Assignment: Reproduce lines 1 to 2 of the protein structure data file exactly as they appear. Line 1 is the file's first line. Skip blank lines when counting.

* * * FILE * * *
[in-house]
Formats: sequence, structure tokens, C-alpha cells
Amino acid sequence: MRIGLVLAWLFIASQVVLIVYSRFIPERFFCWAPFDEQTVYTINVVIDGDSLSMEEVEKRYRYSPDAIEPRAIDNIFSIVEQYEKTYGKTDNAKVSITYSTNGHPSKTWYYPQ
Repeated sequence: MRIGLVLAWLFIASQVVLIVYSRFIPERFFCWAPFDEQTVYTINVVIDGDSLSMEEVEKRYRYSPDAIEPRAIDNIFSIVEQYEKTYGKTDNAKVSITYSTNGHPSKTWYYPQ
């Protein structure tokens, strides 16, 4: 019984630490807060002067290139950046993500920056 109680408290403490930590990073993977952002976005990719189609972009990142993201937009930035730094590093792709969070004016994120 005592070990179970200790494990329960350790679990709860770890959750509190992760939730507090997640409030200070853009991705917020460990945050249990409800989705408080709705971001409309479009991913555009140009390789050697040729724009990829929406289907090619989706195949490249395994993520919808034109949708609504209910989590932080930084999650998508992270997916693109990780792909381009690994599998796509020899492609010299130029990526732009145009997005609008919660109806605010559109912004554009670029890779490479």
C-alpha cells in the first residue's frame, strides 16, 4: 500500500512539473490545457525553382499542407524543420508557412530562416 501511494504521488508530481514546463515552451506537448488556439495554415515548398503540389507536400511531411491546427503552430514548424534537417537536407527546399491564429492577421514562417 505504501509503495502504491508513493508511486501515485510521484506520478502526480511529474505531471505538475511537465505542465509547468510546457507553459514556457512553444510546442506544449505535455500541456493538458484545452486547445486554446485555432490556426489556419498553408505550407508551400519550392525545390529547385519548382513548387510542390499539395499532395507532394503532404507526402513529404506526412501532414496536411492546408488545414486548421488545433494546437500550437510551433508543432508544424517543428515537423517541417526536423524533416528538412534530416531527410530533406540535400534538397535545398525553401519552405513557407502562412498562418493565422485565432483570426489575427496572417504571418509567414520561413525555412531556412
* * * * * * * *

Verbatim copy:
[in-house]
Formats: sequence, structure tokens, C-alpha cells